Tuesday, June 14, 2005

Rising Tide

The other night I finally got around to watching Blind Shaft, the Chinese film set in the corrupt and deadly coal mining industry. I'd heard "Blind Shaft" described as a sort of modern Chinese noir, and that description is not without merit. The film looks at the underside of the "Chinese miracle," much as American noir films looked at the dark side of America in the post-war era, but with a gritty documentary realism. Director and writer Li Yang portrays a China where the rich exploit the poor, the poor exploit each other, and the only bonds that have a hope of transcending one's own self-interest are those with immediate family. Everything else has been blasted apart by the wrenching social changes and bloody history of the recent past. The only real optimism one can take from "Blind Shaft" is that the same society which has created these Darwinian conditions is also capable of producing a clear-eyed, unsentimental and sharp-witted critique of its own failings.

I thought about "Blind Shaft" when I read a wrenching article in today's Los Angeles Times about a flood in Northern China that killed more than half of the students in a small town elementary school. According to residents, more than two hundred children died. And as is so often the case in such tragedies, the deaths, say the parents, should not have happened at all:
In China, deadly floods are an annual plague. This year's rainy season, which began in May, claimed more than 200 lives in southern China and affected millions before the school tragedy. Now, citizens in Shalan and elsewhere are questioning whether the government has taken adequate precautions...

...Parents interviewed by phone said that about 40 minutes before the water hit the school, someone in a village upriver had tried to call and warn Shalan of the impending flood. But no one answered the phone at the school. The person who picked up at the town office said he was too busy to do anything about it. Another call went to the local police station. The officers were out on duty.

"The teacher, the principal, everybody has a cellphone. They could have easily warned the children," said a 36-year-old woman who gave only her surname, Zeng. Her 11-year-old son survived by running out of the classroom and wading in the river until his parents came. Three of their neighbors' sons didn't make it.

"Why didn't they do anything?" she asked. "Are these people human?"

By the time help arrived, most of the parents had fished their children out of the blackened water. Angry villagers said local officials had not only failed to lend a hand, they had stood in the way.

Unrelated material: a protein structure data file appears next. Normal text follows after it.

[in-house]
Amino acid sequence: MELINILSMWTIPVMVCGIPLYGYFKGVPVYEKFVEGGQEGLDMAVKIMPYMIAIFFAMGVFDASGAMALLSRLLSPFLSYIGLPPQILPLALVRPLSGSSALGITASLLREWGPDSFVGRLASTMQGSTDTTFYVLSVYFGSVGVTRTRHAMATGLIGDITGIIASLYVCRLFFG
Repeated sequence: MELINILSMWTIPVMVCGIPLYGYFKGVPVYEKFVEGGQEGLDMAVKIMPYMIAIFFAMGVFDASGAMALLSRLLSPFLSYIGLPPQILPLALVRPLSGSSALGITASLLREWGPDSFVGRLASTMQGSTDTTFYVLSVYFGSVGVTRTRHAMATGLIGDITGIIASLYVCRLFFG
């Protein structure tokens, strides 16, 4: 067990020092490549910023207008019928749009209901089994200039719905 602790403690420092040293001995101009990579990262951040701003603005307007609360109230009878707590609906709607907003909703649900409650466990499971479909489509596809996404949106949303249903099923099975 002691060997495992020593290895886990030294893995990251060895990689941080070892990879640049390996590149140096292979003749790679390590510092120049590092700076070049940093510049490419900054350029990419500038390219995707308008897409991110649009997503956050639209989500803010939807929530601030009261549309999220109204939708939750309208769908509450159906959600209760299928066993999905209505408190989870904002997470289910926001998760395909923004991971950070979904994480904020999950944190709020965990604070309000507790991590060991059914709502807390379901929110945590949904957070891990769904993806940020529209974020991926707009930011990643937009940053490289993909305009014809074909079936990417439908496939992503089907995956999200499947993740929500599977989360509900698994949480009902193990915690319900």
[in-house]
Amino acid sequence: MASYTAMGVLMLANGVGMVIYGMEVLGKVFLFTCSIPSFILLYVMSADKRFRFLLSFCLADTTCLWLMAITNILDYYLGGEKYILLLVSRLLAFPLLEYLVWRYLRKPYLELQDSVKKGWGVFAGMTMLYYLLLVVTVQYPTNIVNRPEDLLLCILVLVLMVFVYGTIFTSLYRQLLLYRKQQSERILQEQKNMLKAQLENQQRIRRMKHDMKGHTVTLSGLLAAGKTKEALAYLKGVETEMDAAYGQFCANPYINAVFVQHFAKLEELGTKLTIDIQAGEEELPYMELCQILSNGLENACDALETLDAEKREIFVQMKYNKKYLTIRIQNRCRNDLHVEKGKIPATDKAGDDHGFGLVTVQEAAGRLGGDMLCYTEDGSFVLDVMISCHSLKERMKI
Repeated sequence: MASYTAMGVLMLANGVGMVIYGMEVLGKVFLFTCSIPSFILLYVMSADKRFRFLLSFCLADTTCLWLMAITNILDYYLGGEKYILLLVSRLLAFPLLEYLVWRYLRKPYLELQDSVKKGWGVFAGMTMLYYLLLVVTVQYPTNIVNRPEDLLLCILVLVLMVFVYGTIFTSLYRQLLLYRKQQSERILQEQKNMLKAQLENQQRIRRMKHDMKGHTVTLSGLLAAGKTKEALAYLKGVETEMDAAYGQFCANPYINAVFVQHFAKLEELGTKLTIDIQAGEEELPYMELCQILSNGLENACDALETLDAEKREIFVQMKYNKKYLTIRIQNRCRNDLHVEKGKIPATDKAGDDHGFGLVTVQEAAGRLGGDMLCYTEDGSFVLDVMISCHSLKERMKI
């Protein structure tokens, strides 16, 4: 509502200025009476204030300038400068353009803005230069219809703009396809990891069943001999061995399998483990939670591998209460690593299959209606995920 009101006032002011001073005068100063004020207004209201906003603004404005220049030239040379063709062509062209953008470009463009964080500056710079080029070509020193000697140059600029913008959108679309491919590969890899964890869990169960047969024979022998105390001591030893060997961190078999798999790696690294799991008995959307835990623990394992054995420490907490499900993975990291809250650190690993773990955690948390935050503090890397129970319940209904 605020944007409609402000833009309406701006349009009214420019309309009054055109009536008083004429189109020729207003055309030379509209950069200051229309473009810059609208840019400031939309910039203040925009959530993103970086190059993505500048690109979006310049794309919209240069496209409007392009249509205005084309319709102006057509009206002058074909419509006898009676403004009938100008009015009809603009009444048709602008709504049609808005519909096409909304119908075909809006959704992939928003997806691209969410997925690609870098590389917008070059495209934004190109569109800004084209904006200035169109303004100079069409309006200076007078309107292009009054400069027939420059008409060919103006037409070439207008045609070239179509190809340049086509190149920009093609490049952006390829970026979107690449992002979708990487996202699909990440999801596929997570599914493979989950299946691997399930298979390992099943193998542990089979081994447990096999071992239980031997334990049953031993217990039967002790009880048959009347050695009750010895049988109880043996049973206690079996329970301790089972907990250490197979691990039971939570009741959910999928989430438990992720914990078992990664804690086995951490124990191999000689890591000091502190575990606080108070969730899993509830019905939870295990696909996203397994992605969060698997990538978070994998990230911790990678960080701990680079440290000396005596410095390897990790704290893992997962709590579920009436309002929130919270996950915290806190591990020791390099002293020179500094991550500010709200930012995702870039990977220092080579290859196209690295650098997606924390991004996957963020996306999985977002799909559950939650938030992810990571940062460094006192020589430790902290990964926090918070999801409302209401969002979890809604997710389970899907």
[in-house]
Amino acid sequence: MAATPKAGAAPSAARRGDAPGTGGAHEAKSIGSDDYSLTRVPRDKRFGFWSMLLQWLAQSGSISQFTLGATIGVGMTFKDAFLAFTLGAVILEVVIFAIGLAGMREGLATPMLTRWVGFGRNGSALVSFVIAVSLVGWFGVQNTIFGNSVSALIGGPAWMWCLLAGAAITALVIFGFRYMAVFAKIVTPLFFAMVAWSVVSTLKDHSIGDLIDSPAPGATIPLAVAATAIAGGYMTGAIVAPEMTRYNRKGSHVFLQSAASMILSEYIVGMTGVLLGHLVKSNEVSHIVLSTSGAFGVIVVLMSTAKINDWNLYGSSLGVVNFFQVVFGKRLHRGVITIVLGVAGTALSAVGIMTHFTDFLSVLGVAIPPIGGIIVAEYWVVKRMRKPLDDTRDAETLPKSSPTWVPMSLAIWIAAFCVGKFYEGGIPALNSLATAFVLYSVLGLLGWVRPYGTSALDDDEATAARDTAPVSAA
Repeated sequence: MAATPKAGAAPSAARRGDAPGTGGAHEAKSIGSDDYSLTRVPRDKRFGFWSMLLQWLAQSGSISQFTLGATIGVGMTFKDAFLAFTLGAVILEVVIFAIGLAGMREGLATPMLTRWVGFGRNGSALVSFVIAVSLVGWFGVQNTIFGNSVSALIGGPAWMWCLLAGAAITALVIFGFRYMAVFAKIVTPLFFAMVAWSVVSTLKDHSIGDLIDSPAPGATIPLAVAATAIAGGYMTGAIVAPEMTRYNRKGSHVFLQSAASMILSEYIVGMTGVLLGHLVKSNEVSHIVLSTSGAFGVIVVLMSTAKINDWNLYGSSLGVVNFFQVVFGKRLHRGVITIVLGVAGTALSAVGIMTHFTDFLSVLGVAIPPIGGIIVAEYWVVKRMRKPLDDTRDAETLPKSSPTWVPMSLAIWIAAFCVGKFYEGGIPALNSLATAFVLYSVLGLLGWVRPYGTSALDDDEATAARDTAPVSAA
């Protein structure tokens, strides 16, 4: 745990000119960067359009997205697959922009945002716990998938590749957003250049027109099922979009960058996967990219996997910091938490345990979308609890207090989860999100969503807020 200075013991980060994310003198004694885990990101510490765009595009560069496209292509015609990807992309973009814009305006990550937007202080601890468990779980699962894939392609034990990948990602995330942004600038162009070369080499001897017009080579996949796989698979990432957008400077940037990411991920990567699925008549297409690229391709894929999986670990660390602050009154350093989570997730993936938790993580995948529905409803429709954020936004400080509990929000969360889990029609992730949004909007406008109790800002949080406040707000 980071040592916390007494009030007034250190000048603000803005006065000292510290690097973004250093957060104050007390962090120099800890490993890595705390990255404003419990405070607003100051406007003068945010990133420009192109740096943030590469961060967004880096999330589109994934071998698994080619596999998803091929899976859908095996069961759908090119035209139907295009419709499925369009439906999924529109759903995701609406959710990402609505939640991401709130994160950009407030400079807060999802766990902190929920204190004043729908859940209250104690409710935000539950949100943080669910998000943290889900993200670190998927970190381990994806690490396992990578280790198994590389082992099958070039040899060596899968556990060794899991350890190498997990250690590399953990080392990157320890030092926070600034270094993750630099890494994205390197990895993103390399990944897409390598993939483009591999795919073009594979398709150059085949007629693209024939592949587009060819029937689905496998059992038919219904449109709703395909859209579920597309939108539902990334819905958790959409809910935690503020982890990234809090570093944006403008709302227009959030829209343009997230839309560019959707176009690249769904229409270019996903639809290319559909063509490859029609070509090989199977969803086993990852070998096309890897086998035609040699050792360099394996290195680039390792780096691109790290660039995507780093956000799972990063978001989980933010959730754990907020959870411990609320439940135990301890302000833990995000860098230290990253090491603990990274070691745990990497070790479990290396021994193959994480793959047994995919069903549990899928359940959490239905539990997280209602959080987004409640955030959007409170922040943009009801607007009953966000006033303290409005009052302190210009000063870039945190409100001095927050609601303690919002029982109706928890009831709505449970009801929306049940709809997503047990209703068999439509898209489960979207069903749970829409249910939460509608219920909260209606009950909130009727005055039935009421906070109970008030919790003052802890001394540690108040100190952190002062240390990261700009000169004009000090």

As parents raced to the school on motorbikes, police officers stopped some to issue fines for permit violations.

"If they didn't block the motorbikes, more parents could have gotten to the school on time to help the teachers save the children," Zeng said.

When the police chief came, he just stood there and watched, said Zeng's father-in-law, who gave only his surname, Zhang.

"He wore a life jacket," Zhang said. "One parent asked if he could borrow it. He said no. The parent jumped into the water without it."

According to the official New China News Agency, the town's Communist Party and police chiefs are under investigation for allegedly failing to organize a timely rescue.

What really shocked parents was that while some teachers risked their lives to help their students, others climbed to higher ground and abandoned the young.

"There is only one little girl left in the first grade," said Sun Xiuqin, the mother of the 10-year-old boy who survived. "When we got there, we saw their teachers standing on the roof. Those were 7- and 8-year-olds. How could they have fended for themselves?"

In some ways, the parents had known this was a disaster waiting to happen. The school sits on low ground. When the campus was reconstructed several years ago, it was supposed to be a two-story structure, but only one floor was built. Villagers believe officials pocketed the rest of the money.

When the local reservoir overflowed, the water rushed down the river toward the school. It filled up like a tank. The original playground might have been large enough to hold the excess water, but it had shrunk after teachers built new homes on the plot. They stood like a wall and helped trap the floodwater.

"It's like the school sat at the bottom of a wok. There's no way for the water to get out," Sun said. "The parents are devastated. Most of us have only one child. The police, government officials, if they cared enough, so many children wouldn't have to die."
It's a story we've heard so many times: corruption, cowardice, passing the buck, a lack of caring for anyone other than one's own. But if there's any hope to be taken from a story like this, it's that we even know about it. That these parents, in their grief and anger, have demanded that their story be told. That they know this should not have happened. And that implicit in these sentiments, is the belief that their children deserved far better.

"Blind Shaft," by the way, is officially banned in China. But I was able to buy it in a Beijing DVD store last year, where it was openly displayed...

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